I’ve heard complaints that the flick does LBJ a disservice by misrepresenting his actual position on voting rights for African Americans by making it look like King had to drag him to the negotiation table through actions taken to make him look bad. I fail to see how anything in this film defames or portrays him in that negative a light. Sure, the FBI apparently didn’t start hounding King and his family until after Selma and the Voting Rights Act, but it certainly maligned him, and, not coincidentally, happily maligned other people involved like Viola Liuzzo, who gets a brief mention at the end of the film, who was murdered by Klansmen, and who Hoover lied about in the press to portray her as a drug addict with jungle fever when she was nothing of the sort, not that it would have justified her murder regardless.

And anyway, fuck LBJ for not passing the Voting Rights Act sooner. Many people wouldn’t have lost their lives if he’d had the balls to do it sooner. There, I said it.

This flick gives an adequate summary. It gives a decent idea of what was at stake, what lengths certain Americans were prepared to go to stop African Americans from ever voting (which still holds true today), but it’s also pretty perfunctory and feels artificial in its striving for ‘prestige’ status. Plus it has Oprah in it, which isn’t that good an idea at the best of times.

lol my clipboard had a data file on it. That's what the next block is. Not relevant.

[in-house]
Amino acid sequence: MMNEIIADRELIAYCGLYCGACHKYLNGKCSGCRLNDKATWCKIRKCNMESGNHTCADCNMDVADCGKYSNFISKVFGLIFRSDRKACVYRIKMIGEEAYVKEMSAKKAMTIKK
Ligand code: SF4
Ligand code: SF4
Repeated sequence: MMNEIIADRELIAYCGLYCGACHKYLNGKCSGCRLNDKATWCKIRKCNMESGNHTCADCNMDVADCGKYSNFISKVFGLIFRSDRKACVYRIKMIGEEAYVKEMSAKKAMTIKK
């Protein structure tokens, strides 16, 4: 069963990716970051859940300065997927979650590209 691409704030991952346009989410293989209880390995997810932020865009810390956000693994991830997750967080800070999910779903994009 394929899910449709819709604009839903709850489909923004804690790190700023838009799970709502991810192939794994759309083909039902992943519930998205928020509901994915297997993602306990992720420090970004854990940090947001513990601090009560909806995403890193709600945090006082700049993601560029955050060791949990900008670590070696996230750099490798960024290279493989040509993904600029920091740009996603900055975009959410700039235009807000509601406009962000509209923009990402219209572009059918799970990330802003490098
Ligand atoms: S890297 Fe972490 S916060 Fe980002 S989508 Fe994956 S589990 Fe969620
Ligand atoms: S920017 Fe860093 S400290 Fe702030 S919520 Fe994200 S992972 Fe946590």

It’s not a great film, though, no matter what the makers were hoping for. The story is great, but this telling of it, whenever King is not on the screen, is somewhat less than great.

7 times it’s sometimes easy for me to forget how stupid and how awful people are capable of being over the dumbest things possible out of 10

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“Our lives are not fully lived if we're not willing to die for those we love, for what we believe.” - Selma